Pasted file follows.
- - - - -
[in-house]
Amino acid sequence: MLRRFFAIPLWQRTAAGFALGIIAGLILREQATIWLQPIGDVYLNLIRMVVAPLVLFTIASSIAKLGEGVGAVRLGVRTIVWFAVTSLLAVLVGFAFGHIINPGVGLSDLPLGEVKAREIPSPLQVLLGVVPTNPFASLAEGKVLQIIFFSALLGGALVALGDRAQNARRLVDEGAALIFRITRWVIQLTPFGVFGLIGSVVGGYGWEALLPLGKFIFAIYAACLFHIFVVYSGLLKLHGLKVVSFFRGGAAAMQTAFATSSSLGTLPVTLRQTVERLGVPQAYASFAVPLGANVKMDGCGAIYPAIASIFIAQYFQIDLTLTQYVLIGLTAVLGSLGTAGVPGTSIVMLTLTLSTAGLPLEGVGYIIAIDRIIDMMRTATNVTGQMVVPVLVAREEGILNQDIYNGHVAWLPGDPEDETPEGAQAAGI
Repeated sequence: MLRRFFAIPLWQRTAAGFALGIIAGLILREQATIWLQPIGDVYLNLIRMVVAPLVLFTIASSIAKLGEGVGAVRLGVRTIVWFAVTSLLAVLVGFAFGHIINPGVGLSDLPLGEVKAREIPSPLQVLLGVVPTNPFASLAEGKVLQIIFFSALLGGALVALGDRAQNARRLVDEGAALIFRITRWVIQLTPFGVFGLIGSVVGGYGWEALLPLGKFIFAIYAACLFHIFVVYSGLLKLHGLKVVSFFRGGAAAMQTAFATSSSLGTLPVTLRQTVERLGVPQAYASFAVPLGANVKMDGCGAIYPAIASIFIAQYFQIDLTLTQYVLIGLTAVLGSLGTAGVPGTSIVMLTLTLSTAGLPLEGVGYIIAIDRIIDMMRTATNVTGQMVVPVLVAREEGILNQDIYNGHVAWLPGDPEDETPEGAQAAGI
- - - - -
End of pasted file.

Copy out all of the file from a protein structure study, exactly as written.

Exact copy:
[in-house]
Amino acid sequence: MLRRFFAIPLWQRTAAGFALGIIAGLILREQATIWLQPIGDVYLNLIRMVVAPLVLFTIASSIAKLGEGVGAVRLGVRTIVWFAVTSLLAVLVGFAFGHIINPGVGLSDLPLGEVKAREIPSPLQVLLGVVPTNPFASLAEGKVLQIIFFSALLGGALVALGDRAQNARRLVDEGAALIFRITRWVIQLTPFGVFGLIGSVVGGYGWEALLPLGKFIFAIYAACLFHIFVVYSGLLKLHGLKVVSFFRGGAAAMQTAFATSSSLGTLPVTLRQTVERLGVPQAYASFAVPLGANVKMDGCGAIYPAIASIFIAQYFQIDLTLTQYVLIGLTAVLGSLGTAGVPGTSIVMLTLTLSTAGLPLEGVGYIIAIDRIIDMMRTATNVTGQMVVPVLVAREEGILNQDIYNGHVAWLPGDPEDETPEGAQAAGI
Repeated sequence: MLRRFFAIPLWQRTAAGFALGIIAGLILREQATIWLQPIGDVYLNLIRMVVAPLVLFTIASSIAKLGEGVGAVRLGVRTIVWFAVTSLLAVLVGFAFGHIINPGVGLSDLPLGEVKAREIPSPLQVLLGVVPTNPFASLAEGKVLQIIFFSALLGGALVALGDRAQNARRLVDEGAALIFRITRWVIQLTPFGVFGLIGSVVGGYGWEALLPLGKFIFAIYAACLFHIFVVYSGLLKLHGLKVVSFFRGGAAAMQTAFATSSSLGTLPVTLRQTVERLGVPQAYASFAVPLGANVKMDGCGAIYPAIASIFIAQYFQIDLTLTQYVLIGLTAVLGSLGTAGVPGTSIVMLTLTLSTAGLPLEGVGYIIAIDRIIDMMRTATNVTGQMVVPVLVAREEGILNQDIYNGHVAWLPGDPEDETPEGAQAAGI